I'm a Tron. But some of my best friends are Crusties; ill advised, stubbornly reactionary, indellibly lost in tradition and probably closet Luddites, but friends. In the best of all possible worlds, my slip will be between two beautifully maintained wooden sailboats adorned with all the glowing brightwork and masterful handiwork of a bygone era. Tha way I can sit in my plastic chair on my plastic bridge deck and salute the rising and setting sun with a word of encouragement to my dust and varnish coated neighbors, hard at work maintaining my million dollar view!
__________________
sandy daugherty is offline   Reply With Quote
Old 25-09-2008, 09:19   #19
Moderator Emeritus
 
David M's Avatar

Cruisers Forum Supporter

Join Date: Sep 2007
Location: San Francisco Bay
Boat: research vessel
Posts: 10,150
LOL....thats great Sandy

I'm clearly a Tron...with a few Luddite tendencies. I still own a sextant and think teak is prettier than carbon fiber.

Ya know what boat I really like? The Alerion 28. Beautiful and fast. Built with modern construction techniques and shaped like an Express 27 below the waterline. (Same N.A. Carl Schumacher)

There is going to be one of the longer hulls at the Annapolis show that I am looking forward to seeing.



__________________
David

Life begins where land ends.
David M is offline   Reply With Quote
Old 25-09-2008, 10:03   #20
Moderator Emeritus
 
David M's Avatar

Cruisers Forum Supporter

Join Date: Sep 2007
Location: San Francisco Bay
Boat: research vessel
Posts: 10,150
Quote:
Originally Posted by RickD View Post
Hey Rick, wanted to say something here about that last question. I meant to post this last night, but got interested in doing something else (eating food)....

Satellites are only as good as the technology they use.

If we ever have a nuclear attack anywhere in our hemisphere MOST of those satellites will go offline. I wouldn't ever suggest people give up using technology myself, but I certainly advocate know alternative, even primitive methods for doing the same job.

For instance, I can start a fire with a firebow...and while I certainly will use a lighter to do it, if necessary, I can make a fire to cook.

I can do land navigation using the stars at night and the sun during the day but I've never used a sextant. I can use a GPS unit to tell me where I am, and how to get somewhere else, if I know where I am going though. But if the batteries crap out, a good map and a compass, or the sun in the day time can give me N/S/E/W.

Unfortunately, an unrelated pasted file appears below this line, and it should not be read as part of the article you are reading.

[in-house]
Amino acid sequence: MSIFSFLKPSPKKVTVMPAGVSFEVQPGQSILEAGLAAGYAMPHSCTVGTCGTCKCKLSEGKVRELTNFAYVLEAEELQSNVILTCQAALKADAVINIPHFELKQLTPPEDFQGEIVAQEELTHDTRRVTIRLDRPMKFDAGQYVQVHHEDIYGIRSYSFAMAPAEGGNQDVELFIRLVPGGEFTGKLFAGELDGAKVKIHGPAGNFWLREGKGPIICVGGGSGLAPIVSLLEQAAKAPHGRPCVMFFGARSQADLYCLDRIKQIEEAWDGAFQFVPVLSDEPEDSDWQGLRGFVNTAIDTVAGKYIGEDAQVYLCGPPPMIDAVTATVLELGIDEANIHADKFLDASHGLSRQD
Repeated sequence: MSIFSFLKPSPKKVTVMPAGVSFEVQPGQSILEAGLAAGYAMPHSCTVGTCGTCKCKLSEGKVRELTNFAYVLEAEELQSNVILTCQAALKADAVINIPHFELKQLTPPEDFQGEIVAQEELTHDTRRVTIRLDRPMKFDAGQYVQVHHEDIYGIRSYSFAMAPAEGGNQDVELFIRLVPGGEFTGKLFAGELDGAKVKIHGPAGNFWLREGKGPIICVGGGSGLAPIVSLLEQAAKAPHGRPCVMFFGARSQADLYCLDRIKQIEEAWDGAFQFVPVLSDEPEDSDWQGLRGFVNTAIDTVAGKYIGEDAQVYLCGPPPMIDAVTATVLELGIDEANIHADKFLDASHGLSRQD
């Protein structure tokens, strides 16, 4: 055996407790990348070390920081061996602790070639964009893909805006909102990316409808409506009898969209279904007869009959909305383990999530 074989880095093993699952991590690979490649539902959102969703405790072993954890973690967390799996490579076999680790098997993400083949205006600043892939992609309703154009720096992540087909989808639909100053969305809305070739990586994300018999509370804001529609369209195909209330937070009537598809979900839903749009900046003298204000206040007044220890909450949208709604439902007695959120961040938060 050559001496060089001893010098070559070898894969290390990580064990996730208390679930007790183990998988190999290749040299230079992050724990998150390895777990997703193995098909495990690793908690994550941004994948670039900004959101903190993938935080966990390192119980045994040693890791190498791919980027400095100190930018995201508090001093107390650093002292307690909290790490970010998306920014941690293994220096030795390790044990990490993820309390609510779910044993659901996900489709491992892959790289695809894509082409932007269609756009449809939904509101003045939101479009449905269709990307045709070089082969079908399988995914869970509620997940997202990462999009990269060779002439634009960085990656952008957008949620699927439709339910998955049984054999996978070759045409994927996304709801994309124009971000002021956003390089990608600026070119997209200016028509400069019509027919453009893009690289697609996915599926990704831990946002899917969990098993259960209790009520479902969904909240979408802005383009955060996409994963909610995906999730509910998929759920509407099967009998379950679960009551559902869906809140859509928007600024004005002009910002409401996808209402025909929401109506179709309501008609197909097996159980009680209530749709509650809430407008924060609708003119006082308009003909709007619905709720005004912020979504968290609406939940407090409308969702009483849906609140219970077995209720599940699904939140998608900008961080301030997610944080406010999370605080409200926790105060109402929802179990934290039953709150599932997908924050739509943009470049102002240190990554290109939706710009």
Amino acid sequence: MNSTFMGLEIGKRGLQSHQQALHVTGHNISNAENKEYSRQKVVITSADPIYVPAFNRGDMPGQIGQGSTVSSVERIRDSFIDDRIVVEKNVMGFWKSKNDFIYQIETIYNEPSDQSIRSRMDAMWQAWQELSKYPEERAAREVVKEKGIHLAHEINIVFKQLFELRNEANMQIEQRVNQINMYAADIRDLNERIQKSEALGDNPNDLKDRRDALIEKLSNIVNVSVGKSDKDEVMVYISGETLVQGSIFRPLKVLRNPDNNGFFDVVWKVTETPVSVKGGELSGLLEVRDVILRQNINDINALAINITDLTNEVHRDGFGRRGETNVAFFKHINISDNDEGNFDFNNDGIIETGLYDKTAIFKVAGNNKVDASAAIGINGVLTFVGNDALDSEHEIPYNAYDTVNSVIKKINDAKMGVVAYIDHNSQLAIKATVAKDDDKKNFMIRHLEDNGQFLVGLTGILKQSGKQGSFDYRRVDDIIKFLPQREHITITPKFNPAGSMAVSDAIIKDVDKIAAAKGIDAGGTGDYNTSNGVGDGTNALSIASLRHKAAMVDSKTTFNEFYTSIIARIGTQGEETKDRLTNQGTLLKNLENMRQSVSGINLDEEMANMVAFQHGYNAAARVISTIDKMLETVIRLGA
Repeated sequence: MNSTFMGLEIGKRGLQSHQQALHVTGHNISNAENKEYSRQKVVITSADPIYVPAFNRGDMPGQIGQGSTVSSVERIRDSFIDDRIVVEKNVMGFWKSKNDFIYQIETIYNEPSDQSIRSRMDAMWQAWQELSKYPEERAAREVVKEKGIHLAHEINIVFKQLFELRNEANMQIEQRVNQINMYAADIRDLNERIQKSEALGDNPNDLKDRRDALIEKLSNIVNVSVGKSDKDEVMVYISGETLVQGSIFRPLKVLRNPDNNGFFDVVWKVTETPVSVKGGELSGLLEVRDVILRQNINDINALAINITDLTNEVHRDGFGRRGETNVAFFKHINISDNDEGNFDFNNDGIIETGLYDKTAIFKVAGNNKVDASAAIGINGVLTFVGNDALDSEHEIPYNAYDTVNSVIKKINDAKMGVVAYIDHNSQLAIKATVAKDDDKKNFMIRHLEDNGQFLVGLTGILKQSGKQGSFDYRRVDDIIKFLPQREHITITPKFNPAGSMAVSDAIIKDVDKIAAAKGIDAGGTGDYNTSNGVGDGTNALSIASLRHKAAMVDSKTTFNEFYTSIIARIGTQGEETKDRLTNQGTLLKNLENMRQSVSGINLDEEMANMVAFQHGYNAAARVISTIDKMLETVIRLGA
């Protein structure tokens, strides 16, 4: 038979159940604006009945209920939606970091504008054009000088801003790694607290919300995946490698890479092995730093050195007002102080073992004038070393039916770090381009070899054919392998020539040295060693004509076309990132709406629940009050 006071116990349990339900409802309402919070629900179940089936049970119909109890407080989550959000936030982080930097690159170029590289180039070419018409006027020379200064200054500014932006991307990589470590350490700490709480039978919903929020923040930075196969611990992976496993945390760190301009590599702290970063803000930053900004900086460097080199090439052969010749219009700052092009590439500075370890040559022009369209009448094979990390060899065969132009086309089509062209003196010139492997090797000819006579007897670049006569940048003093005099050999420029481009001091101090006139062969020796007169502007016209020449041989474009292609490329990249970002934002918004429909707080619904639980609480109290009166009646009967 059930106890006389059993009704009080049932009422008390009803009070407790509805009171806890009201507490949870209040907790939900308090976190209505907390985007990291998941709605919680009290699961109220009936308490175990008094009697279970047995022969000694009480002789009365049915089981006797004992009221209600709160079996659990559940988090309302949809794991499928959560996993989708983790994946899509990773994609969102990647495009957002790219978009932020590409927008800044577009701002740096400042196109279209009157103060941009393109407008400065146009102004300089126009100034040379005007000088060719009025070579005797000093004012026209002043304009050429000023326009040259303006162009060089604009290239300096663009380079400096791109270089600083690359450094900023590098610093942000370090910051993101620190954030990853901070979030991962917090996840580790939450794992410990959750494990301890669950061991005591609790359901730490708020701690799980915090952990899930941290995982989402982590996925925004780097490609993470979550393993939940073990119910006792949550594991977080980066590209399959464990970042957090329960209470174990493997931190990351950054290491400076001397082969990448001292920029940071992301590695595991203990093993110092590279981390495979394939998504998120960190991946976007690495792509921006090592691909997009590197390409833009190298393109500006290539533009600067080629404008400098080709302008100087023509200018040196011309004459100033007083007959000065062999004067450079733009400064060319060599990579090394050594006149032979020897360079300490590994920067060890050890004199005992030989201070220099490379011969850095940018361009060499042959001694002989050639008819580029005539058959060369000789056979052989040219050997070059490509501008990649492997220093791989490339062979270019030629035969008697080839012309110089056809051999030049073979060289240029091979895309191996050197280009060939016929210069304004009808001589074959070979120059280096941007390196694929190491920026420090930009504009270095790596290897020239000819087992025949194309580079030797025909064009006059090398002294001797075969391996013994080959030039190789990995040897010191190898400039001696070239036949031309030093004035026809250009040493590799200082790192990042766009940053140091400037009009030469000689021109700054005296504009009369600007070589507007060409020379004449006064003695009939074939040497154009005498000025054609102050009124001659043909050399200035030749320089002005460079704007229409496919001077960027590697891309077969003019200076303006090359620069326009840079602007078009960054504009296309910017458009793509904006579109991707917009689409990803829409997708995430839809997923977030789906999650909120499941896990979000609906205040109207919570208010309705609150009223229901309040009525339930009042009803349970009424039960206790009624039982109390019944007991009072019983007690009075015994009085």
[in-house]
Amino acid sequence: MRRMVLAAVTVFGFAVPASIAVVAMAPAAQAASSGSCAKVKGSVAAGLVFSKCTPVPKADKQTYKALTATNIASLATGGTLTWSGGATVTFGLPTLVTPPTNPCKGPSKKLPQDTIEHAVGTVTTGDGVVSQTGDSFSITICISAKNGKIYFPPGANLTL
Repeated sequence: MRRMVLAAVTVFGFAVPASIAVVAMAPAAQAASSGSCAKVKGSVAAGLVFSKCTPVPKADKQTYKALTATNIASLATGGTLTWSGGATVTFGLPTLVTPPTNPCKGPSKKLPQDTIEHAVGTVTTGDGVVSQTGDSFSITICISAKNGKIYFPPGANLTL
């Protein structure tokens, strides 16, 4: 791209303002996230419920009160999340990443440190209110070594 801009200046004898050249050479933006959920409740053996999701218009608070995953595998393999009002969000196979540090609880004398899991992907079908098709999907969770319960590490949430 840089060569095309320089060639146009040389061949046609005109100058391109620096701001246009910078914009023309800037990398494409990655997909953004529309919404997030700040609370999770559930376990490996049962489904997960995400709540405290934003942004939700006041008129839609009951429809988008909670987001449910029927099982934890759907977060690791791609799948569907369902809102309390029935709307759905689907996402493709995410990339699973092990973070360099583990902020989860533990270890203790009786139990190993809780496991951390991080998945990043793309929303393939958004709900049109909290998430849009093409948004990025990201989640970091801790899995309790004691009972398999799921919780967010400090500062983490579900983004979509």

Not only that, if we ever get into a really nasty war, the DOD may shut down the civilian GPS receivers (C/A code) so they cannot be used by the enemy while keeping up the P(Y) code that only US military GPS units can receive.

So how many GLONASS GPS units, Omegas, Sat Nav's, Loran-C units or even sextants do you think we will be able to find on Ebay if that happens?...like none.

It will be time to break out the sextant if you already have one, make an astrolabe out of driftwood or hope you are really good with your DR's
__________________
David

Life begins where land ends.
David M is offline   Reply With Quote
Old 25-09-2008, 11:11   #21
Registered User
 
RickD's Avatar

Join Date: Sep 2008
Location: Colorado Springs
Boat: Transworld Formosa 41
Posts: 233
Quote:
Originally Posted by sandy daugherty View Post
OK, line up everyone, Crusties on the left, Trons on the right. What? you don't know who you are? Welllll....... Here are some simple questions:
Is your mast made of wood or aluminum?
Would you rather read Herman Melville or Tom Clancy?
Would you rather holystone your teak or hose off your non-skid?
Does your First Mate have a beard and an eye patch, or hand cream?
Do you illuminate your nav lights with a match or a switch?
When its cold out, do you sail in barefeet or boatshoes?
When someone asks you to name seven stars, do you think of Spica or Spike Lee?
Given a choice between belt, suspenders and duct tape would you choose all the above or none of the above?
I dunno what those mean precisely, but I'm guessing a "Tron" is a modern type person and a Crustie is someone who does things older or more primitive.